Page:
Photograph courtesy National Geographic Studio
Geography is fun when kids get involved in “doing” geography. A great way to begin the school year is to plan an activity that engages students in:
- asking geographic questions
- collecting and organizing data
- analyzing the information gathered to answer the questions they raised
Conduct a Survey
a) Prepare a brief questionnaire based on how students travel to school each day. E.g., walk; bicycle; family car; school bus; public transportation.
b) Include other questions such as how far away each student lives, how long it takes to get to school, and what grade each student is in.
c) Once the data has been collected and sorted, an effective way to present the information gathered is construction of graphs. When students learn how to construct graphs using simple data, they will be more successful in interpreting data that is presented in graphs.
d) Help students analyze the patterns in the data as revealed by their graphs.
Map the School Neighborhood
a) Using butcher paper or poster board, make several simple grids with the school building in the center. Include the streets or roadways that run near the school.
b) Take students on a walk around the school grounds and have them work in groups to add buildings, houses, and large vegetation to the map. Encourage students to use symbols rather than drawing pictures of what they see.
c) Ask students to observe and record patterns and volume of traffic on the streets or roadways near the school.
d) Reinforce maps skills by reminding students to complete their maps with a title, a key, and a date.
e) Help students analyze the patterns in the data represented on their maps.
Simply memorizing terms and place locations can be tedious and even boring. One solution to this learning challenge is make the task fun with an atlas-based scavenger game.
Registration for the National Geographic Bee is online.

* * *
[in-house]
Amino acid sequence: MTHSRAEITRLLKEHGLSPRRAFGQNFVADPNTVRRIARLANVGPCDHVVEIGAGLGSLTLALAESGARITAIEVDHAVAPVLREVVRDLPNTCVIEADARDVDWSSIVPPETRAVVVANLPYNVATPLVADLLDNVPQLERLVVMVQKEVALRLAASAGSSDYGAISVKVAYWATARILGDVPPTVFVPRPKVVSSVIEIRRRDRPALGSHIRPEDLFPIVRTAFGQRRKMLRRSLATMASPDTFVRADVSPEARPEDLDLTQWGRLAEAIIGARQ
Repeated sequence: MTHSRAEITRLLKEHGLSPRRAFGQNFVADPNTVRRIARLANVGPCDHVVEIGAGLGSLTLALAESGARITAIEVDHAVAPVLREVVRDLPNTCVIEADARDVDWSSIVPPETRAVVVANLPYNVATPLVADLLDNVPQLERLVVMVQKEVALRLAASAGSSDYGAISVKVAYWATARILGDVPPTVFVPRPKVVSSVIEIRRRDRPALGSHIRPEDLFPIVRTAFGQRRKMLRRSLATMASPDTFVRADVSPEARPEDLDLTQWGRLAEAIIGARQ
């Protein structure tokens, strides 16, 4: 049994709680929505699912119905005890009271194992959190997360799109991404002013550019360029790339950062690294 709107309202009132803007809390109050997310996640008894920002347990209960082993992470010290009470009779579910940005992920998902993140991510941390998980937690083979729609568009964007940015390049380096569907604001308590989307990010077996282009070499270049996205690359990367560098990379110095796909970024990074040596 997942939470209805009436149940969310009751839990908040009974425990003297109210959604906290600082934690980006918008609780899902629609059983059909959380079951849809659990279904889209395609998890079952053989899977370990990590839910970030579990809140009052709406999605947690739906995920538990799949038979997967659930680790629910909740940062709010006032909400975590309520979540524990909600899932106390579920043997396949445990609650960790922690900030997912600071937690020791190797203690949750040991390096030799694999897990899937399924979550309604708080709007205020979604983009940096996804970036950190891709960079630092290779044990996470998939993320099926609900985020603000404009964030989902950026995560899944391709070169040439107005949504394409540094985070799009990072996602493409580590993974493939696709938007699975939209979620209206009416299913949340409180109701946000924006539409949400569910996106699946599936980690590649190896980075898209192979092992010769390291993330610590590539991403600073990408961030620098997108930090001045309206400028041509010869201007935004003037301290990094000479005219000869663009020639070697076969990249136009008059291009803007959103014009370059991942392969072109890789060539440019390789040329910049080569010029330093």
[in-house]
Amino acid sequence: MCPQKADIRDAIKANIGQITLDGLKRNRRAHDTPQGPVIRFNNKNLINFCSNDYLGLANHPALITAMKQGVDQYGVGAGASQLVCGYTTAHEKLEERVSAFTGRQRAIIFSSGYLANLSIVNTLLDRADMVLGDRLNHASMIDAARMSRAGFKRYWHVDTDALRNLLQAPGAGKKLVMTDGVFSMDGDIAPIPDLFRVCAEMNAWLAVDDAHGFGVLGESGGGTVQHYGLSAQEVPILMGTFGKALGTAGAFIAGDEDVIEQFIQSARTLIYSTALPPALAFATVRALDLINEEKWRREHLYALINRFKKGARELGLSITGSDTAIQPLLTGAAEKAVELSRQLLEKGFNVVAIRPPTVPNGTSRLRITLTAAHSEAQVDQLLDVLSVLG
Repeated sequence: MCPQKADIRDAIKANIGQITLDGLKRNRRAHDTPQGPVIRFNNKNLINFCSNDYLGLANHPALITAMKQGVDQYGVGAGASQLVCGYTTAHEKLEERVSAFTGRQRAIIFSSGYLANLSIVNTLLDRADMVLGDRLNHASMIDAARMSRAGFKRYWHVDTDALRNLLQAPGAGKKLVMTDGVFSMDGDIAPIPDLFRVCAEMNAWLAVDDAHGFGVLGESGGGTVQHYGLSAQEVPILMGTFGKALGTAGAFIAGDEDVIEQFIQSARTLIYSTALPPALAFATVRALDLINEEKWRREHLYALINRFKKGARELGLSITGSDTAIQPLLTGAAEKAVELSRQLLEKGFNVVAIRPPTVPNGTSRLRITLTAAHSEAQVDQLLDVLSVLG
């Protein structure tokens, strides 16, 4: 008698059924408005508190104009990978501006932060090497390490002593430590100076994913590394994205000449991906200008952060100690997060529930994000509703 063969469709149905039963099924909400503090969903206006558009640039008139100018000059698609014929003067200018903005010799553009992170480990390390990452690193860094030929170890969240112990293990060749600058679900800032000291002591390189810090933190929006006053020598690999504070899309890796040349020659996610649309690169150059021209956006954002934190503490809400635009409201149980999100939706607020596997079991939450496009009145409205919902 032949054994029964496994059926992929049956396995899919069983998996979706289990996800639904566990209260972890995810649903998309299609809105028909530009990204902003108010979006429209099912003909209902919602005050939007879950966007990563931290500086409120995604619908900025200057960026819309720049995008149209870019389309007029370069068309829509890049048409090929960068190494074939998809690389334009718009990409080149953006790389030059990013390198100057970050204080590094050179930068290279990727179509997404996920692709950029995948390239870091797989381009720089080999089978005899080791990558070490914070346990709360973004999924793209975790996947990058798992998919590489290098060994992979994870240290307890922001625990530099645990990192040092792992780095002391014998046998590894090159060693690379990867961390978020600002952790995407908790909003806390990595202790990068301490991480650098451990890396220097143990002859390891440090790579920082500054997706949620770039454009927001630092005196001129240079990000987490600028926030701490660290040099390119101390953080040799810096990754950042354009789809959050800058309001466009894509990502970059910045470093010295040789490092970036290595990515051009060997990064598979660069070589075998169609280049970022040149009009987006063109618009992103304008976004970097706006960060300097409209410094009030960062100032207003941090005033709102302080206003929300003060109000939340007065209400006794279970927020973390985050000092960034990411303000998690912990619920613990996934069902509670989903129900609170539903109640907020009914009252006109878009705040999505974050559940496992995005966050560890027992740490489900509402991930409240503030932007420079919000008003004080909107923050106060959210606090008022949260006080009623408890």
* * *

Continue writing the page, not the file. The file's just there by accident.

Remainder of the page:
This year registration for the National Geographic Bee is online only. Materials will be available for download as soon as registration payment ($100 per school) is processed. Each year thousands of schools in the United States participate in the National Geographic Bee using materials prepared by the National Geographic Society. The contest is designed to motivate students to learn about the world and how it works. Schools with students in grades four through eight are eligible for this entertaining and challenging competition.
Watch and see if you can answer the video questions from Keith Urban and astronaut Rick Mastracchio from the 2014 National Geographic Bee championship.
How to Help
Donations help fund schools to participate in the National Geographic Bee.
Fifty-four of the nation’s brightest young geography whiz kids will gather in Washington, D.C., from May 19 to 21 to take part in the 26th annual National Geographic Bee.
Teachers can use these activities in the classroom to prepare students for the bee!
Simply memorizing terms and place locations can be tedious and even boring. One solution is to make the task fun with an atlas-based scavenger game.
The movement of people, goods, or ideas from one place to another is a process known as diffusion, which plays an important role in shaping the characteristics of where we live.
Springtime brings the possibility of extreme weather, including violent thunderstorms and tornadoes.